Reactors - Research
Electricity Generation - Power Reactors
Research reactors are essentially nothing more than a source of neutrons. They
are much smaller in comparison to nuclear power reactors, and therefore use
less fuel. They pose less of a risk to the environment, however,
a nuclear explosion can still be devastating.
Neutrons produced by research reactors are used for experiments as well as the
manufacture of artificial radioactive isotopes. These artificial radioisotopes
can be used in various fields including medicine, industry and agriculture.
They are very important to us, and a lot of the procedures, especially
medical and industrial, rely on these artificial isotopes that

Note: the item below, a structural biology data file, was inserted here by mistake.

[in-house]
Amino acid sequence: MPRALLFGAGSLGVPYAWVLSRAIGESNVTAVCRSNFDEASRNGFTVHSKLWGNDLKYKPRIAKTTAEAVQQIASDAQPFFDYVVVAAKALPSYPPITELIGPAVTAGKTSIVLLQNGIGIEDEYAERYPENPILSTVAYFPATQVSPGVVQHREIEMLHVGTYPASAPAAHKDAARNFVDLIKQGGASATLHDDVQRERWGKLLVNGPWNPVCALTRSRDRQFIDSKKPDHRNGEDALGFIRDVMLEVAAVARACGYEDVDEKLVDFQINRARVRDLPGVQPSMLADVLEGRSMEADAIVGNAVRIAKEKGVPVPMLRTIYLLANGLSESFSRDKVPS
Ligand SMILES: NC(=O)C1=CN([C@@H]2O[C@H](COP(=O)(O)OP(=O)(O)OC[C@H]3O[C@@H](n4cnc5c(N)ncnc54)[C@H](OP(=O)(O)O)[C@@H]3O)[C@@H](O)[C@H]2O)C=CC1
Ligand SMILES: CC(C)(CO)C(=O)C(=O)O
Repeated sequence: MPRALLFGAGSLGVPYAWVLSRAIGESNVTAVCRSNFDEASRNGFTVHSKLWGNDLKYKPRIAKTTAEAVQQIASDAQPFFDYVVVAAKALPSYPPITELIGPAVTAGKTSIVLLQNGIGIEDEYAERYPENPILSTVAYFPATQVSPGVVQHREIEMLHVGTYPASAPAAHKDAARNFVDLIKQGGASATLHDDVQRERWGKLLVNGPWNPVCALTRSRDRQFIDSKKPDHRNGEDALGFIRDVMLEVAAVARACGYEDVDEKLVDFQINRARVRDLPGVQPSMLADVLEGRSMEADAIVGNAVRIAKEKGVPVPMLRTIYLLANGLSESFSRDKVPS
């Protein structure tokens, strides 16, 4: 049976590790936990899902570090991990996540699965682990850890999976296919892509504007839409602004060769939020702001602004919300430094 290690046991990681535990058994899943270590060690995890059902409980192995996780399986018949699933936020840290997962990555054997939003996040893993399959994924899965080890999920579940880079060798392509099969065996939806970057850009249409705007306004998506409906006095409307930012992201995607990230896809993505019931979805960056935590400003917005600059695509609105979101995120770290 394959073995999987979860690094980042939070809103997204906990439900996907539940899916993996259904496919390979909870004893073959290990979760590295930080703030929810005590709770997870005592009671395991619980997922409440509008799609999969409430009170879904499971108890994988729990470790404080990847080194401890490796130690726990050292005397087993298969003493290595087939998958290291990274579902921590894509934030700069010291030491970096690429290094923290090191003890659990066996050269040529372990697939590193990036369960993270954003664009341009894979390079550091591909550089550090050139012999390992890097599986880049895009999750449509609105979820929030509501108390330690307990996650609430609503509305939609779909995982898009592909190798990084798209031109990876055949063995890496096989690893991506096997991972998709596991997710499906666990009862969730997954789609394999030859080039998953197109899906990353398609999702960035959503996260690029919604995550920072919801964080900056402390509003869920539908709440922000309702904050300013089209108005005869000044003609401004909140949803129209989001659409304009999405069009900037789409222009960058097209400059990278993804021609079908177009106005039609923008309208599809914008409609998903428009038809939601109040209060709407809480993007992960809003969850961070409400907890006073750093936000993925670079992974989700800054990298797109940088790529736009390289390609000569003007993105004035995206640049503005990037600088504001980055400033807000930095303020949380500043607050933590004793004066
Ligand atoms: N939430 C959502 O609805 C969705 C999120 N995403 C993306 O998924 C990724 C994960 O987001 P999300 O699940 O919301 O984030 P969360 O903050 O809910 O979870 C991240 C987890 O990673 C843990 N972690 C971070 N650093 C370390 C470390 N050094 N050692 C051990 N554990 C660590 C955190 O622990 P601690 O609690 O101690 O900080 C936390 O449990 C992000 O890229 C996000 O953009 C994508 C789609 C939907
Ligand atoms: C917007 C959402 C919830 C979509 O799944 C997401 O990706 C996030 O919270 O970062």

cannot be found in the environment.
Hundreds of research reactors exist in the world, and some universities
also have them on site. They are invaluable tools for research and
development in science.
There is considerable amount of public misperception that research reactors
pose as much danger as power reactors. In fact, within a 10 kilometre radius
of a research reactor, the additional radiation exposure is totalled
to no more than what a frequent international air traveller would experience.